Friday, March 13, 2020

Coronavirus Unlikely to Infect Oracle’s Business

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What’s happening: Oracle Corp reported stronger-than-expected results for its third quarter, beating estimates for both revenue and profits.

What happened: Shares of the tech giant had plummeted 11% during regular trading hours on Thursday to reach its lowest level in two years, amid a broader downturn in the US equity market. However, the stock gained more than 4% in after-hours trading, flowing Oracle’s results, which included the company’s strongest sales growth in around two years.

While announcing the outlook for the fourth quarter, the company’s top management explained why Oracle was in a position to cushion the coronavirus blow.

  • Oracle reported adjusted third-quarter profits of 97 cents per share, versus 87 cents a share in the same quarter in the previous year. The figure was ahead of the consensus estimate of 96 cents per share.
  • The company’s sales quarterly grew 1.9% to $9.8 billion, beating expectations of $9.75 billion.

Why it matters: Oracle’s CEO Safra Catz said it is a little tricky to project future sales, as the impact of the coronavirus pandemic on supply chains and customer spending was still uncertain. Catz added, however, that so far at the company it had mostly been “business as usual.”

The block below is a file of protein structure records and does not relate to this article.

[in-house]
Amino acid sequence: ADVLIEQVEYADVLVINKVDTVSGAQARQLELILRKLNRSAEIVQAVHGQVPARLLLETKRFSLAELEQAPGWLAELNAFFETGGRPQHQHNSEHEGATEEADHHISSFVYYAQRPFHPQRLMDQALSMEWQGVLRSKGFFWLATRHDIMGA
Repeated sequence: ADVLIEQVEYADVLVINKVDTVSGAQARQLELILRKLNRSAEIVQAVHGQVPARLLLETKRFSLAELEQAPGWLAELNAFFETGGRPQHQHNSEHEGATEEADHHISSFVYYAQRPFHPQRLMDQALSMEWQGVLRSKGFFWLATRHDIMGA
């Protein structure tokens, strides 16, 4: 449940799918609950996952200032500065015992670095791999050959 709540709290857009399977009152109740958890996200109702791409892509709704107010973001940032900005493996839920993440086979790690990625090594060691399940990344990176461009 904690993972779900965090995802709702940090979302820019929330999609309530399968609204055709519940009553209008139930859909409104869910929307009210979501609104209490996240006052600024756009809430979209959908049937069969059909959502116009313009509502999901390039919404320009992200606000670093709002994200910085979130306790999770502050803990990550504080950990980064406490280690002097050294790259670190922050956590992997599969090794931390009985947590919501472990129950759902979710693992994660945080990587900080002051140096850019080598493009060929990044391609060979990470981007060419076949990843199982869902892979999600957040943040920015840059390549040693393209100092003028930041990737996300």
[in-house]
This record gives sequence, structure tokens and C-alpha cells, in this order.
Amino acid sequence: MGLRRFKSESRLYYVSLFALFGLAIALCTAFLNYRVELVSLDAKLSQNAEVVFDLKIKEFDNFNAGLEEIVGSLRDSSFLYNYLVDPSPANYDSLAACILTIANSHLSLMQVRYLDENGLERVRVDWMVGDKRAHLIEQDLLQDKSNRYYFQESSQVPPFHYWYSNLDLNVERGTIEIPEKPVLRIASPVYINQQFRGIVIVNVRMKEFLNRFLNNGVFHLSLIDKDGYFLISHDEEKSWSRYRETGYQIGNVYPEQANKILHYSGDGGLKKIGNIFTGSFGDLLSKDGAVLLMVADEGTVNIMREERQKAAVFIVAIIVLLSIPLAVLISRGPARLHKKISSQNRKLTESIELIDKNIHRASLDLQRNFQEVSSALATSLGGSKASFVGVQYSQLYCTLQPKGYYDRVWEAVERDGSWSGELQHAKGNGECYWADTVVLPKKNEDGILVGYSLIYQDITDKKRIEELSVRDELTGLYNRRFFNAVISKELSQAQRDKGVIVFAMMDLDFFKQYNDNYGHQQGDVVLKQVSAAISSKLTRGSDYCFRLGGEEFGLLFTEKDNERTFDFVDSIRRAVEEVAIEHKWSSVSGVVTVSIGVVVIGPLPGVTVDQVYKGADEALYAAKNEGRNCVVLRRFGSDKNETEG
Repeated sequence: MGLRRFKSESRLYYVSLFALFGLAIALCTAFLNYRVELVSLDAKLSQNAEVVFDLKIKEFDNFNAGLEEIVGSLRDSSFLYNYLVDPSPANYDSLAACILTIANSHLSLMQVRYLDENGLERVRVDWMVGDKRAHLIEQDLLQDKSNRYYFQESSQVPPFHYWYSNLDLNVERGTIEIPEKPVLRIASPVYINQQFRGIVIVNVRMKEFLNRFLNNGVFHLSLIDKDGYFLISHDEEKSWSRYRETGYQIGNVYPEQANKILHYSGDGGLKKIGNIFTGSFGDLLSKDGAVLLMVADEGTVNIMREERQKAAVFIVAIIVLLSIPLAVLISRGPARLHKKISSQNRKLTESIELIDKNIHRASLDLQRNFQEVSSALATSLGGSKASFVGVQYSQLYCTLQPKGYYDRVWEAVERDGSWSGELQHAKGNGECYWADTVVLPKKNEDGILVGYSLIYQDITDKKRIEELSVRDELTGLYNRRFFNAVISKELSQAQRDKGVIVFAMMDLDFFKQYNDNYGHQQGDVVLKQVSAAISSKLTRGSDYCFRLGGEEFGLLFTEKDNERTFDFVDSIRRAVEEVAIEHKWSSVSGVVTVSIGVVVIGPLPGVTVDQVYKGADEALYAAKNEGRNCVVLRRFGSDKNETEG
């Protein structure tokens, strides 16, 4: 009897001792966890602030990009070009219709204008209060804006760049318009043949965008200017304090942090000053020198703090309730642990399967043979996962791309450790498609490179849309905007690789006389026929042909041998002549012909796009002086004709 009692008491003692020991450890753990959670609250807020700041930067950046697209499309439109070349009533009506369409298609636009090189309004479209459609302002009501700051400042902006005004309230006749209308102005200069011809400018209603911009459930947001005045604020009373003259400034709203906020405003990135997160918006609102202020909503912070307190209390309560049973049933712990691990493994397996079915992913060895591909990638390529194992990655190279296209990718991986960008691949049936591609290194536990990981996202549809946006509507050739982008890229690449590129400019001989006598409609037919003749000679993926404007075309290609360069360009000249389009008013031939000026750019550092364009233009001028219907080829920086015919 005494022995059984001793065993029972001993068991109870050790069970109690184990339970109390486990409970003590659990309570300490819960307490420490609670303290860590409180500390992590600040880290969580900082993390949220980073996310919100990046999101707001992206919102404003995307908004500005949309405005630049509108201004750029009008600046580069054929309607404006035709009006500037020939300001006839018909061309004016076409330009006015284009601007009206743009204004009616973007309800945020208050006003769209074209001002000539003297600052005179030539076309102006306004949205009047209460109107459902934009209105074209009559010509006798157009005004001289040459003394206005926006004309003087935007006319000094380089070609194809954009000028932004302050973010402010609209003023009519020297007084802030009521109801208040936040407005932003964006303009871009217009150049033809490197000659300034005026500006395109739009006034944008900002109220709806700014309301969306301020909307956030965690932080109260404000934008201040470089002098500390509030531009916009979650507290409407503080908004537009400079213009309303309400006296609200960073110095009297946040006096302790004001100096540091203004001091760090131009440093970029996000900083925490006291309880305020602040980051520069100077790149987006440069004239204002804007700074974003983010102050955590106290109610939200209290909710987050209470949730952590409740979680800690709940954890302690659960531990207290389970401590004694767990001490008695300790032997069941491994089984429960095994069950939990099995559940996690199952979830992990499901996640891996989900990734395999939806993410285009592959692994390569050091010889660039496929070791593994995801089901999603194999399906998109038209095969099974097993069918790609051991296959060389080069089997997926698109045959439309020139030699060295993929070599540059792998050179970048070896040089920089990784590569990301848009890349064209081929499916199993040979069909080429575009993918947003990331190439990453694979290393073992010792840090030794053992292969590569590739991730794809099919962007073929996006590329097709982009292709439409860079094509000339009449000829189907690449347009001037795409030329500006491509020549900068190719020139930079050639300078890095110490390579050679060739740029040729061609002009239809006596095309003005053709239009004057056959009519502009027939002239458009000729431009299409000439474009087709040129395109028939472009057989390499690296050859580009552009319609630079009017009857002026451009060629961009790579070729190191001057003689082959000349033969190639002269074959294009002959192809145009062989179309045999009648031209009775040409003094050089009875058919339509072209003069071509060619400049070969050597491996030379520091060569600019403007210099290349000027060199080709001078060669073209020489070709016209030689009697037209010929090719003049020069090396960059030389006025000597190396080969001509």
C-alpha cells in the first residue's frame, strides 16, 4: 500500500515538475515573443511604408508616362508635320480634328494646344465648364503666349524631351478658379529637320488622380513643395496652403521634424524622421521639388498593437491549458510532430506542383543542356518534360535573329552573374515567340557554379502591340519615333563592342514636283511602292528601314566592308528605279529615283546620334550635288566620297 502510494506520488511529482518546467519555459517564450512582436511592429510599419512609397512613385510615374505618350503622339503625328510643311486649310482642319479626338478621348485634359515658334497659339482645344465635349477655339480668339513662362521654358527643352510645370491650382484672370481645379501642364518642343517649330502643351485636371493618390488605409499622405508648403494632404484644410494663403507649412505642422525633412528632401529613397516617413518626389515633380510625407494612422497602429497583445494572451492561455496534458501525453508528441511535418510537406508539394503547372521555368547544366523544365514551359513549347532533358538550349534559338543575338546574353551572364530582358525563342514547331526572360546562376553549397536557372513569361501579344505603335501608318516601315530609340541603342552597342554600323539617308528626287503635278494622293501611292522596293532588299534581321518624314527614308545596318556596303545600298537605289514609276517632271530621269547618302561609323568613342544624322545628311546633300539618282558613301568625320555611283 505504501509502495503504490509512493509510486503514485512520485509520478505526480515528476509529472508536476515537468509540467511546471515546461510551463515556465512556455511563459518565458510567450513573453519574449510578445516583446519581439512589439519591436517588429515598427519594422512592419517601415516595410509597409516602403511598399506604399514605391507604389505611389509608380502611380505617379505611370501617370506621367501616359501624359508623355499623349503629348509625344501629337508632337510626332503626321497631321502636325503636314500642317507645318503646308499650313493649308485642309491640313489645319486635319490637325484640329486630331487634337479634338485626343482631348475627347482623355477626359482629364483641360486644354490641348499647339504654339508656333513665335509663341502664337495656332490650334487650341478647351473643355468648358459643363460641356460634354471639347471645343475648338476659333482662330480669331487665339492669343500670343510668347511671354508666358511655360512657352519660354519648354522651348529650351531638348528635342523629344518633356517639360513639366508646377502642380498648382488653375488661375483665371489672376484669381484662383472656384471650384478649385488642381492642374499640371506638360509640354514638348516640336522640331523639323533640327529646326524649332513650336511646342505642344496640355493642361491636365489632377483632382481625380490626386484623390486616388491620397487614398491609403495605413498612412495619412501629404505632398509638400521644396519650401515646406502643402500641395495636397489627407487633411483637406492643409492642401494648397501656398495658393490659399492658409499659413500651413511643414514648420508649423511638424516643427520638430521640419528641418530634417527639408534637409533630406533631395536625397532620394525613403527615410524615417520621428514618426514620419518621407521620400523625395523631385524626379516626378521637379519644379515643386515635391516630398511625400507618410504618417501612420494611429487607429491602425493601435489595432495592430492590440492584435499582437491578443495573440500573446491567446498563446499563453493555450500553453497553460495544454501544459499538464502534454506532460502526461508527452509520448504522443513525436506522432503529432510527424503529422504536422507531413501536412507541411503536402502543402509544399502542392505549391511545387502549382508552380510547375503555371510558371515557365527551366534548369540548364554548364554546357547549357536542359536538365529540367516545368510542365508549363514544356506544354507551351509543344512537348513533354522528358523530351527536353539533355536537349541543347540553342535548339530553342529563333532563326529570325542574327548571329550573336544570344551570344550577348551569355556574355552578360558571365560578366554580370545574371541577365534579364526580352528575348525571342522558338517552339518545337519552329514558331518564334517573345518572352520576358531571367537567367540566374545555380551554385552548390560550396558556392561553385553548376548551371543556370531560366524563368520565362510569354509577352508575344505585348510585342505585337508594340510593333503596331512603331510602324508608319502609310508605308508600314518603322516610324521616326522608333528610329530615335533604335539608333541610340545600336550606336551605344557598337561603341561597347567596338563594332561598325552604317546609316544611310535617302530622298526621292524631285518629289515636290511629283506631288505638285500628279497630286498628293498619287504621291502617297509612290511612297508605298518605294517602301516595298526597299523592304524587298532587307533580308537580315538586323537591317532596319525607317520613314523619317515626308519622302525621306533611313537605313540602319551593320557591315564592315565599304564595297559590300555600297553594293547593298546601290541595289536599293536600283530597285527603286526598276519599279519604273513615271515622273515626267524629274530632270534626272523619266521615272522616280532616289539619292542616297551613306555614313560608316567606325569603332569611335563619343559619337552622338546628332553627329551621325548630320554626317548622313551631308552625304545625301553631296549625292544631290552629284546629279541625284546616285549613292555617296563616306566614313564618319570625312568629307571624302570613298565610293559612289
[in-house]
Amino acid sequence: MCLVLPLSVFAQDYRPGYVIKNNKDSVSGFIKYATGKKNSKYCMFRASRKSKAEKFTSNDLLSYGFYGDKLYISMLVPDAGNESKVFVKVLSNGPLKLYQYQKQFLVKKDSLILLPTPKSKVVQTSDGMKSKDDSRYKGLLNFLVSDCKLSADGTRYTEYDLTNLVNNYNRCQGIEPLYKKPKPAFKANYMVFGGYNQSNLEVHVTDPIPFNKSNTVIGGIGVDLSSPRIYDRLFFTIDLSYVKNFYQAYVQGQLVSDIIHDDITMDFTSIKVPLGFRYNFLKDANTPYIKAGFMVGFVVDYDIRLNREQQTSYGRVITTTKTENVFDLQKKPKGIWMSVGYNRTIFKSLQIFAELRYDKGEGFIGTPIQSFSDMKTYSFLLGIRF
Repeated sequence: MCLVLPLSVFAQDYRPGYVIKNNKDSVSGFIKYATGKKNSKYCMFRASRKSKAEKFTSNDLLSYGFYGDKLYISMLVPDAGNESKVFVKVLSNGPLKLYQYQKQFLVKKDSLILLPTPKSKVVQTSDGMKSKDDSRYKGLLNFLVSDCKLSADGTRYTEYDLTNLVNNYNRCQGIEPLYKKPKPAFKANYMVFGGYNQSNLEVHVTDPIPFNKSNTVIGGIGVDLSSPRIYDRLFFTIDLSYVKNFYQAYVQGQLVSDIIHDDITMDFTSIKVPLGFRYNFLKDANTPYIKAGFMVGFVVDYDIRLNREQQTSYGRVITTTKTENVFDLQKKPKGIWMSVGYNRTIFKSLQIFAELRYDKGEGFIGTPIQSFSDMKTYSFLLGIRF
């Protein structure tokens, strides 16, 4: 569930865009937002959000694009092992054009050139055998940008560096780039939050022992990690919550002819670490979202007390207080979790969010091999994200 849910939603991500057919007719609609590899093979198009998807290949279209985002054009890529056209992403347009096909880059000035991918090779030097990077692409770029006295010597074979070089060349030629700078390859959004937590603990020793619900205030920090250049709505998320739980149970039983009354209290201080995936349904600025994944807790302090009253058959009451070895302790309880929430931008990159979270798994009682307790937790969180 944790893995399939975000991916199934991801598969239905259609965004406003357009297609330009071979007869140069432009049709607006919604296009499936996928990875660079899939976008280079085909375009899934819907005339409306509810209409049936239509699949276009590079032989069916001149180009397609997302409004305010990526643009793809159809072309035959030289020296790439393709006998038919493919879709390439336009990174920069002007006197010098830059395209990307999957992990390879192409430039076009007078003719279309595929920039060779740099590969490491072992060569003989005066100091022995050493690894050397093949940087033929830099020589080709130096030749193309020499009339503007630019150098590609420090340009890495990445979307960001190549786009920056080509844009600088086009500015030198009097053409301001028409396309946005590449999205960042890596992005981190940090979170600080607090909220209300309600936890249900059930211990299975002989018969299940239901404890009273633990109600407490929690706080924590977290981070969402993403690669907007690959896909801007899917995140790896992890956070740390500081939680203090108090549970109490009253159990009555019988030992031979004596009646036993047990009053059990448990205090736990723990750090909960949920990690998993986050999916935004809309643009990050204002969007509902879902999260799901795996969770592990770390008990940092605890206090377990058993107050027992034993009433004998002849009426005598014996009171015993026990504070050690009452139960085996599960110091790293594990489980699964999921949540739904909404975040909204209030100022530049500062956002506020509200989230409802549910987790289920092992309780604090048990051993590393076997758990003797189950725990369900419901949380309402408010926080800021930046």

CEO Safra Catz and CTO Larry Ellison highlighted that Oracle’s business model, which has “changed radically” since the dot-com bubble burst in the early 2000s, seems suited to cushion the blow of coronavirus-related disruptions.

Oracle’s sales and service delivery are now mostly in digital formats. “We do digital selling, digital support, we’re communicating with you across the internet,” Ellison said. Moreover, over the years, the company has moved from having lots of smaller offices across the US and the world to a “hub model” in Texas and California. This minimizes travel and eases workforce management during the coronavirus crisis.

Another advantage that Oracle has is that it has shifted to a subscription-based offering, from its earlier license-based one. The latter could have weakened due to the coronavirus outbreak and in the event of an economic recession. However, during periods of crisis, companies prefer subscription-based offerings, as their focus is on lowering costs.